Ralph BRINKLEY, and Lawrence Brinkley, as minor son,
Evelyn SKJONSBERG; Katrinka Brinkley; John Quinn; Maurice M.
Epstein, and King County; Boulder City Police
Department, Boulder Township; and
Boulder City; Sandra
United States Court of Appeals, Ninth Circuit.
Submitted June 26, 1995.*
Decided July 3, 1995.
60 F.3d 832
NOTICE: Ninth Circuit Rule 36-3 provides that dispositions other than opinions or orders designated for publication are not precedential and should not be cited except when relevant under the doctrines of law of the case, res judicata, or collateral estoppel.
Before: O'SCANNLAIN, LEAVY, and HAWKINS, Circuit Judges.
Ralph Brinkley, suing on behalf of himself and his minor son, appeals pro se the district court's: (1) dismissal of his 42 U.S.C. Sec. 1983 against Judge John Quinn, Magistrate Maurice Epstein, the City of Boulder City, his ex-wife, Katrinka and numerous other private individuals, and (2) denial of his motion for default judgment. We review de novo the district court's dismissal pursuant to Fed. R. Civ. P. 12(b)(6), Oscar v. University Students Co-op. Ass'n, 965 F.2d 783, 785 (9th Cir.) (en banc), cert. denied, 113 S. Ct. 655 (1992), and for abuse of discretion a district court's denial of a motion for default judgment, Alan Neuman Productions, Inc. v. Albright, 862 F.2d 1388, 1391-92 (9th Cir. 1988), cert. denied, 493 U.S. 858 (1989). We have jurisdiction pursuant to 28 U.S.C. Sec. 1291, and we affirm.1
Brinkley contends that the district court erred by dismissing various defendants in his action alleging violations of his constitutional rights stemming from the state court issuance of a temporary restraining order ("TRO") and protective order. This contention lacks merit.
Here, the district court, after informing Brinkley of the deficiencies of his complaint and allowing him the opportunity to amend, dismissed all but three of the defendants. Brinkley voluntarily dismissed the remaining defendants. We agree with the district court that (1) Judge John Quinn and Court Commissioner Maurice Epstein were entitled to absolute judicial immunity because the complained of acts were performed in their official capacities, see Ashelman v. Pope, 793 F.2d 1072, 1075 (9th Cir. 1986); (2) Brinkley failed to allege that the City of Boulder City acted pursuant to an unconstitutional policy or custom, see Monell v. New York City Dep't of Social Services, 436 U.S. 658, 690-94 (1978);2 and (3) private individuals Katrinka Brinkley, Evelyn Skjonberg, Susan Saltskill, Craig and Tanya Viner were not amenable to suit under section 1983, see Karim-Panahi v. Los Angeles Police Dep't, 839 F.2d 621, 624 (9th Cir. 1988). Accordingly, we affirm the district court's dismissal.3 See id.; Thompson, 885 F.2d at 1443; Ashelman, 793 F.2d at 1075.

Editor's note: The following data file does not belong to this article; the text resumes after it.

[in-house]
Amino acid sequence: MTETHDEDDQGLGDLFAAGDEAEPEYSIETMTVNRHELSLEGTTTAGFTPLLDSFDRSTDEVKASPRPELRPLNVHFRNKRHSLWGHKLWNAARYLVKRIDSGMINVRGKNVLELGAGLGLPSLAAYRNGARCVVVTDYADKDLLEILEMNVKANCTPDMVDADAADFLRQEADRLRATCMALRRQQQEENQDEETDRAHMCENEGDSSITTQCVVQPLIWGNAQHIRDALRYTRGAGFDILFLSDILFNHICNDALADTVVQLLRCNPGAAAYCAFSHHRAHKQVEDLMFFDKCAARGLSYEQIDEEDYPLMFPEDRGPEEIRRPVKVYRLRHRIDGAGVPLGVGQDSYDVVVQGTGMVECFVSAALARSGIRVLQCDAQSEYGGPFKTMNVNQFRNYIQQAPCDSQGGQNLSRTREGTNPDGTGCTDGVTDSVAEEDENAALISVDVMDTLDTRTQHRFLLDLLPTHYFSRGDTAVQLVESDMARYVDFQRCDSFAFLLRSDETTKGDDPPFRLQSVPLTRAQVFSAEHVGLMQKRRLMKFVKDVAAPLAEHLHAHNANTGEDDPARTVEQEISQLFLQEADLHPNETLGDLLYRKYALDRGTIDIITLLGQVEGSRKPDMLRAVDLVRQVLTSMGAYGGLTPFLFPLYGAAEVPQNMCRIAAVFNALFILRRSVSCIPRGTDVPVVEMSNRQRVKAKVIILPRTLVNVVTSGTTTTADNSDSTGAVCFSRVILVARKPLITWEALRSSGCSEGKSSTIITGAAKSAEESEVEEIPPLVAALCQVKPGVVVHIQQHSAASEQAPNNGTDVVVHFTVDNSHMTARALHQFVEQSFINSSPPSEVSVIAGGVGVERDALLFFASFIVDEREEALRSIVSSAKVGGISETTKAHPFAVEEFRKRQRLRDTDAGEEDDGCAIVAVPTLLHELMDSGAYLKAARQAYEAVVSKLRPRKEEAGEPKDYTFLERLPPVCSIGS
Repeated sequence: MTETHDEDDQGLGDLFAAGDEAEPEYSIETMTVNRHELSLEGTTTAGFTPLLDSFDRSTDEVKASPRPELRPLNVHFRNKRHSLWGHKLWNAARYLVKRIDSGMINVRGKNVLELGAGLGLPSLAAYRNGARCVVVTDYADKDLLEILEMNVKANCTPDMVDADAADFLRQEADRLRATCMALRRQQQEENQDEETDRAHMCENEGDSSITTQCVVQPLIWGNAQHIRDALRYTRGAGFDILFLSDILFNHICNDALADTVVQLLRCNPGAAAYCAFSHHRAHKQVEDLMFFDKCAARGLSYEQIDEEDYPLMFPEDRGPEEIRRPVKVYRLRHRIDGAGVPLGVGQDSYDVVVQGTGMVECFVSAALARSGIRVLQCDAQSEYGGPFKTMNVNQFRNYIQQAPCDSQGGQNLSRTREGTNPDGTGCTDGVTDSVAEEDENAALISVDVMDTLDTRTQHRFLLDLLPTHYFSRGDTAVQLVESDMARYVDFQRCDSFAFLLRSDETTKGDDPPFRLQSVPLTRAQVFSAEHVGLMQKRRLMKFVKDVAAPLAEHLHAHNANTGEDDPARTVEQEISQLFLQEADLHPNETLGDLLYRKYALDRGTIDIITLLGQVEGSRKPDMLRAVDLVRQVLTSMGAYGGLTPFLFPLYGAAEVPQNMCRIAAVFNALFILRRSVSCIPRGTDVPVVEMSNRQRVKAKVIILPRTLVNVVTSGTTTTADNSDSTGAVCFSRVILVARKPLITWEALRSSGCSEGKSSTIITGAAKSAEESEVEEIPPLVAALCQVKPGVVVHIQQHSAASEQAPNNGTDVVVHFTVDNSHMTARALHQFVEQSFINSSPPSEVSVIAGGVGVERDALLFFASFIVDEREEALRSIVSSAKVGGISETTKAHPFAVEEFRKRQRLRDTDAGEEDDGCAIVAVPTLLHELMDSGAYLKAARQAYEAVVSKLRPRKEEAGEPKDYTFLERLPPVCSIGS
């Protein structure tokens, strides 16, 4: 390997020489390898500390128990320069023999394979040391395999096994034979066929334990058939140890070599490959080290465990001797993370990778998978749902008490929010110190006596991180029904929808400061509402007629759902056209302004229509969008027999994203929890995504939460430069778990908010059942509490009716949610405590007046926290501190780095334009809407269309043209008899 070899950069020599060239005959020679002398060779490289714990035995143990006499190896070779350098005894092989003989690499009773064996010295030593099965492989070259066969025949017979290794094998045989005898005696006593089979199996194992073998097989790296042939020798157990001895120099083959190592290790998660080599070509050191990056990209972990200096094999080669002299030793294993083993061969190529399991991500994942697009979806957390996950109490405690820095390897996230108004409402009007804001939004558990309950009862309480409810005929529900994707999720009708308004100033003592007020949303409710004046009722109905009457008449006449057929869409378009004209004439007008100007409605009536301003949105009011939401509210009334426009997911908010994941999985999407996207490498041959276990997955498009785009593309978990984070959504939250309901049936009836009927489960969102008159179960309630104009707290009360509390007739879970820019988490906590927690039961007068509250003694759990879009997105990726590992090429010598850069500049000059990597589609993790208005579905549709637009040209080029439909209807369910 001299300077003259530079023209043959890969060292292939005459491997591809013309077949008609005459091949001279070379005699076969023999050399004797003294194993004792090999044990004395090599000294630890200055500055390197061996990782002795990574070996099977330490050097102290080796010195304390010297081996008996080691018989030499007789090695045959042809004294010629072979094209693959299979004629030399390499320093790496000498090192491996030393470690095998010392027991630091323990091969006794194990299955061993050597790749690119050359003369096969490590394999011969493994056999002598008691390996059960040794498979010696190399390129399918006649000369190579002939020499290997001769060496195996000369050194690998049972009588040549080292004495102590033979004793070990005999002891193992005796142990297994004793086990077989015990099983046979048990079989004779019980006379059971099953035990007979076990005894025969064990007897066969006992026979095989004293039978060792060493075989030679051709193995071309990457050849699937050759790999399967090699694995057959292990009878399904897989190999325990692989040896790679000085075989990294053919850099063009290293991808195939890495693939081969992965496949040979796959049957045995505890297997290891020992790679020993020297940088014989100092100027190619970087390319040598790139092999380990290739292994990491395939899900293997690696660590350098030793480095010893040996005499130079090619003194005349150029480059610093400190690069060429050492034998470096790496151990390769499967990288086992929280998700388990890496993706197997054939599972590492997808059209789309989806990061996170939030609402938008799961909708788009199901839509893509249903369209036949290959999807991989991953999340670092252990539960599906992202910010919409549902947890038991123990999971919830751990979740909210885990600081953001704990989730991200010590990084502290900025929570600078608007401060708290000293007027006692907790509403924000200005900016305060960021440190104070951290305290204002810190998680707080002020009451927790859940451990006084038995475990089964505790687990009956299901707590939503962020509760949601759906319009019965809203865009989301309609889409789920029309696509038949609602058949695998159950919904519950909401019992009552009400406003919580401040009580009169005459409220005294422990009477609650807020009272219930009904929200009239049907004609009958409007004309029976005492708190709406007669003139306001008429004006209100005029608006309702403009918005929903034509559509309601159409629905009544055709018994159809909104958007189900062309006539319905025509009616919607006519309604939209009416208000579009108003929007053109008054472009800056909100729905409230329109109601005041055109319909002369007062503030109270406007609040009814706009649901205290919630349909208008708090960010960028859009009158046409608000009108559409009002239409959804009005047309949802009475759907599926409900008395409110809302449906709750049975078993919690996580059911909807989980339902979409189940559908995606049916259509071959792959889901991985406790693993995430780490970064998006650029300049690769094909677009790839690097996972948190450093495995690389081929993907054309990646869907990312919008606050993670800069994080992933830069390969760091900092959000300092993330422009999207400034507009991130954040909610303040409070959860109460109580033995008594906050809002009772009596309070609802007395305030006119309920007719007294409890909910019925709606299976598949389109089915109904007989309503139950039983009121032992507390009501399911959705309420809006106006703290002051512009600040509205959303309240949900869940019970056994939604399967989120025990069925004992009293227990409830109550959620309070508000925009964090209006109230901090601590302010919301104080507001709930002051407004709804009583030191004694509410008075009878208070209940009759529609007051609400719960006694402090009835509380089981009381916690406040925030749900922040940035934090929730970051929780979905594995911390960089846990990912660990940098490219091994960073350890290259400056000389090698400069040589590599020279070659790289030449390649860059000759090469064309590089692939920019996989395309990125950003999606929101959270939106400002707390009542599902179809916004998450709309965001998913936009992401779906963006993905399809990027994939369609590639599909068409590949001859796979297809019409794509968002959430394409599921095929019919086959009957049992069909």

Brinkley also contends that the district court erred by denying his motion for default judgment against defendants Skjonsberg and Saltskill. This contention lacks merit.
Fed. R. Civ. P. 55 provides that default judgment may be entered when a party "has failed to plead or otherwise defend" an action. Fed. R. Civ. P. 55(a). The decision whether to enter a default judgment, however, is discretionary. See Alan Neuman Production, 862 F.2d at 1391. In addition, "[a] federal court does not have jurisdiction over a defendant unless the defendant has been served properly under Fed. R. Civ. P. 4." Direct Mail Specialists, Inc. v. Eclat Computerized Technologies, Inc., 840 F.2d 685, 688 (9th Cir. 1988).
Here, the district court denied Brinkley's motion for default judgment against Skjonberg because Skjonberg had filed an answer, and against Saltskill because Saltskill had not been properly served. Accordingly, the district court did not abuse its discretion by denying Brinkley's motions for default judgment. See id.; Alan Neuman Production, 862 F.2d at 1391.
The panel unanimously finds this case suitable for decision without oral argument. Fed. R. App. P. 34(a); 9th Cir. R. 34-4
This disposition is not appropriate for publication and may not be cited to or by the courts of this circuit except as provided by 9th Cir. R. 36-3. Accordingly, Katrinka Brinkley's request for oral argument is denied
We reject defendant Quinn's argument that we lack jurisdiction over him because he was dismissed over thirty days before Brinkley filed this appeal. The Federal Rules of Civil Procedure provide that a district court must dispose of all claims against all parties before there is a final appealable order. 28 U.S.C. Sec. 1291; Ethridge v. Harbor House Restaurant, 861 F.2d 1389, 1402 (9th Cir. 1988)
Brinkley named as defendants Boulder City Police Department, Boulder Township and Boulder City. The district court referred only to the City of Boulder City, noting that the Boulder City Police Department was not a separate entity from the City of Boulder City. To the extent that there is a Boulder Township, we note that it too would be subject to dismissal. See Monell, 436 U.S. at 690-94
To the extent that Brinkley is seeking injunctive relief related to the issuance of the TRO or protective order, we note that federal district courts do not have jurisdiction over direct challenges to final decisions of state courts or claims whose resolution "are inextricably intertwined with a state court's decision," even when the challenge involves alleged deprivations of constitutional rights. District of Columbia Court of Appeals v. Feldman, 460 U.S. 462, 476 (1983); see also Worldwide Church of God v. McNair, 805 F.2d 888, 890 (9th Cir. 1986)